Bud Shootout 2012: Pack Racing Is Back, but the Drivers Need to Pace Themselves

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Bud Shootout 2012: Pack Racing Is Back, but the Drivers Need to Pace Themselves
Jared C. Tilton/Getty Images

After last night's Bud Shootout, it is clear that pack racing is back at Daytona.  As a fan, I'm thrilled to see the "old style" of restrictor plate racing.

The drivers made the Bud Shootout a thriller for every single lap.  They were excited to see the return of pack racing after the race.

Drivers tried out the two-car tandem drafting, and they could not get away from the pack for too long, which is good news for NASCAR and the fans.

Seeing Dale Earnhardt, Jr. make some daring moves to take the lead early in the first segment got the crowd at the Daytona International Speedway on their feet cheering.

But with all this excitement, I think the drivers got a little too excited.

There were three big wrecks that basically made the 25-car field drop to about 10 cars by the end of the race. Drivers were bump drafting in the turns, and it caused the three "big ones" in the 75 lap event.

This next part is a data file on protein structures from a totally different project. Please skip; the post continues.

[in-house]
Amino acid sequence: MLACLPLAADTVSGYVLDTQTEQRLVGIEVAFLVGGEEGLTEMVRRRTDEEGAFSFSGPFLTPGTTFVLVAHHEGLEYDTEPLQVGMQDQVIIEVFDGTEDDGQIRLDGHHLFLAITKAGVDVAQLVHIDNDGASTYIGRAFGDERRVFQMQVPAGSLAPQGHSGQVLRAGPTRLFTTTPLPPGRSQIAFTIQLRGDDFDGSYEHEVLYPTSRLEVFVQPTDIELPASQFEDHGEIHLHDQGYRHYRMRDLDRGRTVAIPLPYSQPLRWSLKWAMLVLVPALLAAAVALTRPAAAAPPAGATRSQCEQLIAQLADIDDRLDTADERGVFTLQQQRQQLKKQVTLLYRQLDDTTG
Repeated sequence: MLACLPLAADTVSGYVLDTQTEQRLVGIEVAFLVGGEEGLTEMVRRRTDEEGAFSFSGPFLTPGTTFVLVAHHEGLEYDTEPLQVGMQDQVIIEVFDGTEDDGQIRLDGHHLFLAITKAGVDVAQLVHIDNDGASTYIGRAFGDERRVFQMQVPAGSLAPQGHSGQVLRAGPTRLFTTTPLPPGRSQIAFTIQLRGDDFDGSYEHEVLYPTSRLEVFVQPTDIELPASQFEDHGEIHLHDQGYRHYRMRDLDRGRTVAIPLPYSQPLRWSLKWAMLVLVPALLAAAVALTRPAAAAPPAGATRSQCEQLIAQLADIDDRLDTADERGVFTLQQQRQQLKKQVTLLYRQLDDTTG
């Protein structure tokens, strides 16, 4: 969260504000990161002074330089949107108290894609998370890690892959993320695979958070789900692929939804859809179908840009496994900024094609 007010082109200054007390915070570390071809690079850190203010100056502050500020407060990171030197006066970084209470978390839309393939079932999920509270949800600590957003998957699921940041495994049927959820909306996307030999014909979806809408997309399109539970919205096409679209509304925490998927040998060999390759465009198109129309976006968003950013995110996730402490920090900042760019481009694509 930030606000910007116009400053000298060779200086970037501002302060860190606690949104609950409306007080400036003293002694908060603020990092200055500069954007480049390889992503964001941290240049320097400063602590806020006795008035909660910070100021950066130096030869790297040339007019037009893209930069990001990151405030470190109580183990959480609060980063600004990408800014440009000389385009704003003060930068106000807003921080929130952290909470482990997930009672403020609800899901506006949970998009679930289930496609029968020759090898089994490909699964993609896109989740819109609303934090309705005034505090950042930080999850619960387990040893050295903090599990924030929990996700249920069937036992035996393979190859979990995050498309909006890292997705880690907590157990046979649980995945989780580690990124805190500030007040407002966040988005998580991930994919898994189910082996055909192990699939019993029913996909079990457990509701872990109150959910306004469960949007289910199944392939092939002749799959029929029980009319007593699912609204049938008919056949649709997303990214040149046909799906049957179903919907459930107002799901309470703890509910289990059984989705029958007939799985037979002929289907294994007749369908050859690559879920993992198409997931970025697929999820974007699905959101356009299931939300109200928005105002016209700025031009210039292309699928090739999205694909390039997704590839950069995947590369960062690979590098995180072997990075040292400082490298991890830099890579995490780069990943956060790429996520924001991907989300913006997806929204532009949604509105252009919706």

We saw David Ragan bump draft with Paul Menard in a turn, which made Menard spin and collect a total of eight cars. Then the same wreck happened again when Marcos Ambrose was bump drafting with Joey Logano in a turn and it caused a six car wreck.

There was more.

Jamie Squire/Getty Images

Jeff Gordon did the same thing and spun Kyle Busch (who survived getting spun out twice and won), and Gordon went up the track, causing eight cars to get damage.

Gordon went on a wild ride, flipping over on the driver's side window and sliding before the car flipped a few more times. That was the first time in Jeff Gordon's NASCAR career that he flipped a car over.

While the 2012 Bud Shootout was a phenomenal race, these drivers have to learn how to do pack racing again. Otherwise, no one will survive to finish next Sunday's Daytona 500.

There was a rule about 10 years ago that might have to be put back into effect again. That rule was "no bump drafting in the turns." It prevented a lot of big wrecks while it was in effect. NASCAR should enforce that rule again while it is still working on the aero packages of these cars.

What we learned last night was that these cars get really loose and out of control when a driver bump drafts on the left side of the rear bumper of another car.

The drivers, teams and NASCAR are going to have to learn as much as possible from the Bud Shootout and the Duel races to prevent too many big wrecks.

All I can say is, after last night's Bud Shootout, I can't wait for the 2012 Daytona 500.

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